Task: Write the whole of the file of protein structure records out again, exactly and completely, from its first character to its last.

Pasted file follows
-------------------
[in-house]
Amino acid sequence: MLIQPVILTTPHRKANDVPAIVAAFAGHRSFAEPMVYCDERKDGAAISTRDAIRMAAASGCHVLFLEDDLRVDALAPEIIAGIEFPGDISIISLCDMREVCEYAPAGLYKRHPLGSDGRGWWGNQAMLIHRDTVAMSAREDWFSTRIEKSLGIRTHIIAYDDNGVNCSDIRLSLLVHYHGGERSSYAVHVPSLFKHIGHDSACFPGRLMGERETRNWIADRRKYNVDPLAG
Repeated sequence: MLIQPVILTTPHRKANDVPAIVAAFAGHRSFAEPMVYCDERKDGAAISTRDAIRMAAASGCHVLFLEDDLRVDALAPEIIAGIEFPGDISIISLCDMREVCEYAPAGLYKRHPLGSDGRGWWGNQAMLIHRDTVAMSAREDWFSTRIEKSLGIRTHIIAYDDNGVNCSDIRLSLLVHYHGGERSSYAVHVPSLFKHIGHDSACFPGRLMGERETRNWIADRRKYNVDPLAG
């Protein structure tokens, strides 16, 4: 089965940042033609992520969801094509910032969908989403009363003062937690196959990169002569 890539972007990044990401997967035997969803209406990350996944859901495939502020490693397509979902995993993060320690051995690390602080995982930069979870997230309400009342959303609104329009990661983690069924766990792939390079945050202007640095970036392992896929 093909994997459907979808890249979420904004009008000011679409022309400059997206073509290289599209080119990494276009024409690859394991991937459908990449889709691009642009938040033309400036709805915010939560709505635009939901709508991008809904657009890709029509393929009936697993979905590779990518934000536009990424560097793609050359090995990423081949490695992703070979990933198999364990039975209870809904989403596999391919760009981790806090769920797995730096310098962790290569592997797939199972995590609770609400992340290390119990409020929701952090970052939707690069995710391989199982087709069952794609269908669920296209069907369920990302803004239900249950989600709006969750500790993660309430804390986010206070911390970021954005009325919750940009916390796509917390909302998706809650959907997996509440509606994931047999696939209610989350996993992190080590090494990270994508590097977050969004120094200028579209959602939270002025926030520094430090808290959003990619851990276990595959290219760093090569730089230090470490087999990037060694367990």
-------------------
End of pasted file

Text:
[in-house]
Amino acid sequence: MLIQPVILTTPHRKANDVPAIVAAFAGHRSFAEPMVYCDERKDGAAISTRDAIRMAAASGCHVLFLEDDLRVDALAPEIIAGIEFPGDISIISLCDMREVCEYAPAGLYKRHPLGSDGRGWWGNQAMLIHRDTVAMSAREDWFSTRIEKSLGIRTHIIAYDDNGVNCSDIRLSLLVHYHGGERSSYAVHVPSLFKHIGHDSACFPGRLMGERETRNWIADRRKYNVDPLAG
Repeated sequence: MLIQPVILTTPHRKANDVPAIVAAFAGHRSFAEPMVYCDERKDGAAISTRDAIRMAAASGCHVLFLEDDLRVDALAPEIIAGIEFPGDISIISLCDMREVCEYAPAGLYKRHPLGSDGRGWWGNQAMLIHRDTVAMSAREDWFSTRIEKSLGIRTHIIAYDDNGVNCSDIRLSLLVHYHGGERSSYAVHVPSLFKHIGHDSACFPGRLMGERETRNWIADRRKYNVDPLAG
């Protein structure tokens, strides 16, 4: 089965940042033609992520969801094509910032969908989403009363003062937690196959990169002569 890539972007990044990401997967035997969803209406990350996944859901495939502020490693397509979902995993993060320690051995690390602080995982930069979870997230309400009342959303609104329009990661983690069924766990792939390079945050202007640095970036392992896929 093909994997459907979808890249979420904004009008000011679409022309400059997206073509290289599209080119990494276009024409690859394991991937459908990449889709691009642009938040033309400036709805915010939560709505635009939901709508991008809904657009890709029509393929009936697993979905590779990518934000536009990424560097793609050359090995990423081949490695992703070979990933198999364990039975209870809904989403596999391919760009981790806090769920797995730096310098962790290569592997797939199972995590609770609400992340290390119990409020929701952090970052939707690069995710391989199982087709069952794609269908669920296209069907369920990302803004239900249950989600709006969750500790993660309430804390986010206070911390970021954005009325919750940009916390796509917390909302998706809650959907997996509440509606994931047999696939209610989350996993992190080590090494990270994508590097977050969004120094200028579209959602939270002025926030520094430090808290959003990619851990276990595959290219760093090569730089230090470490087999990037060694367990």